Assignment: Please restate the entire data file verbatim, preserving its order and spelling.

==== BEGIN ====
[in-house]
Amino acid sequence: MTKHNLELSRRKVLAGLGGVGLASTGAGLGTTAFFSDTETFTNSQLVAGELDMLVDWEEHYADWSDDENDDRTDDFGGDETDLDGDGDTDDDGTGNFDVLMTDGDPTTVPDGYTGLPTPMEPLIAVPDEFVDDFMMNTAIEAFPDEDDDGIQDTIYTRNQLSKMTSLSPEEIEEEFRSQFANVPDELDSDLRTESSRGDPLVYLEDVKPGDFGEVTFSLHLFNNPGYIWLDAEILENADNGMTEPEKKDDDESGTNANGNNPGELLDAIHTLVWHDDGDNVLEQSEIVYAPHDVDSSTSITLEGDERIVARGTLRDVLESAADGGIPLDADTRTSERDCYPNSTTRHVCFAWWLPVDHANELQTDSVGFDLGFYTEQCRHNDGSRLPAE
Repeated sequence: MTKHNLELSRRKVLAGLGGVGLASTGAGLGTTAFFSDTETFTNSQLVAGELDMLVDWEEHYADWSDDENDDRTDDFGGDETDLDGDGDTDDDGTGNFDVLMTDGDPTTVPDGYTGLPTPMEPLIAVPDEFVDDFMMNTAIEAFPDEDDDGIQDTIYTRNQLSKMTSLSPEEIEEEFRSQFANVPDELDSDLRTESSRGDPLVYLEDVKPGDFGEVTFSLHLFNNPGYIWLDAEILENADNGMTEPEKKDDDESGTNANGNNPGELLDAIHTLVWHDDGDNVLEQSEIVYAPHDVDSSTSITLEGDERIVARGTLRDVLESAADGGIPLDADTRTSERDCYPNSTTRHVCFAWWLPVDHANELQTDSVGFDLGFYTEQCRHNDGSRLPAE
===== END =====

[in-house]
Amino acid sequence: MTKHNLELSRRKVLAGLGGVGLASTGAGLGTTAFFSDTETFTNSQLVAGELDMLVDWEEHYADWSDDENDDRTDDFGGDETDLDGDGDTDDDGTGNFDVLMTDGDPTTVPDGYTGLPTPMEPLIAVPDEFVDDFMMNTAIEAFPDEDDDGIQDTIYTRNQLSKMTSLSPEEIEEEFRSQFANVPDELDSDLRTESSRGDPLVYLEDVKPGDFGEVTFSLHLFNNPGYIWLDAEILENADNGMTEPEKKDDDESGTNANGNNPGELLDAIHTLVWHDDGDNVLEQSEIVYAPHDVDSSTSITLEGDERIVARGTLRDVLESAADGGIPLDADTRTSERDCYPNSTTRHVCFAWWLPVDHANELQTDSVGFDLGFYTEQCRHNDGSRLPAE
Repeated sequence: MTKHNLELSRRKVLAGLGGVGLASTGAGLGTTAFFSDTETFTNSQLVAGELDMLVDWEEHYADWSDDENDDRTDDFGGDETDLDGDGDTDDDGTGNFDVLMTDGDPTTVPDGYTGLPTPMEPLIAVPDEFVDDFMMNTAIEAFPDEDDDGIQDTIYTRNQLSKMTSLSPEEIEEEFRSQFANVPDELDSDLRTESSRGDPLVYLEDVKPGDFGEVTFSLHLFNNPGYIWLDAEILENADNGMTEPEKKDDDESGTNANGNNPGELLDAIHTLVWHDDGDNVLEQSEIVYAPHDVDSSTSITLEGDERIVARGTLRDVLESAADGGIPLDADTRTSERDCYPNSTTRHVCFAWWLPVDHANELQTDSVGFDLGFYTEQCRHNDGSRLPAE